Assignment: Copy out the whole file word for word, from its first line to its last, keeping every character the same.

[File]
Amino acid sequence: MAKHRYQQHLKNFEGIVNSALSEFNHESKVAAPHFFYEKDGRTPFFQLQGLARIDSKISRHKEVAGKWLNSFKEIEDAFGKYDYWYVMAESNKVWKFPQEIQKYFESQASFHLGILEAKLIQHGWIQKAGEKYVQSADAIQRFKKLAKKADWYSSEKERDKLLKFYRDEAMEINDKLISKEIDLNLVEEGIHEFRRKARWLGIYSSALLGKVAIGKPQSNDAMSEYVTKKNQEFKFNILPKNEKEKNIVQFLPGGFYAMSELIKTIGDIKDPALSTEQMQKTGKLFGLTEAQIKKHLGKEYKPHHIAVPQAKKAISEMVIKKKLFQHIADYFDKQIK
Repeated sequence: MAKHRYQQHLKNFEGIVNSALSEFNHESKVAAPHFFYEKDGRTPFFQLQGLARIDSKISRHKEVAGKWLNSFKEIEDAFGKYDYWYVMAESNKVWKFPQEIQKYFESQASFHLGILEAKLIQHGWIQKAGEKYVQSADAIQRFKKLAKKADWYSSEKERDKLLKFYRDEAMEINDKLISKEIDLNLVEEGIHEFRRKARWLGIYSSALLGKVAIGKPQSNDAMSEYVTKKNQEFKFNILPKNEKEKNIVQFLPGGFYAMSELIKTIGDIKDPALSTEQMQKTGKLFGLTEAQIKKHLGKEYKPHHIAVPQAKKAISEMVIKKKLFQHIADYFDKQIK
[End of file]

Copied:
Amino acid sequence: MAKHRYQQHLKNFEGIVNSALSEFNHESKVAAPHFFYEKDGRTPFFQLQGLARIDSKISRHKEVAGKWLNSFKEIEDAFGKYDYWYVMAESNKVWKFPQEIQKYFESQASFHLGILEAKLIQHGWIQKAGEKYVQSADAIQRFKKLAKKADWYSSEKERDKLLKFYRDEAMEINDKLISKEIDLNLVEEGIHEFRRKARWLGIYSSALLGKVAIGKPQSNDAMSEYVTKKNQEFKFNILPKNEKEKNIVQFLPGGFYAMSELIKTIGDIKDPALSTEQMQKTGKLFGLTEAQIKKHLGKEYKPHHIAVPQAKKAISEMVIKKKLFQHIADYFDKQIK
Repeated sequence: MAKHRYQQHLKNFEGIVNSALSEFNHESKVAAPHFFYEKDGRTPFFQLQGLARIDSKISRHKEVAGKWLNSFKEIEDAFGKYDYWYVMAESNKVWKFPQEIQKYFESQASFHLGILEAKLIQHGWIQKAGEKYVQSADAIQRFKKLAKKADWYSSEKERDKLLKFYRDEAMEINDKLISKEIDLNLVEEGIHEFRRKARWLGIYSSALLGKVAIGKPQSNDAMSEYVTKKNQEFKFNILPKNEKEKNIVQFLPGGFYAMSELIKTIGDIKDPALSTEQMQKTGKLFGLTEAQIKKHLGKEYKPHHIAVPQAKKAISEMVIKKKLFQHIADYFDKQIK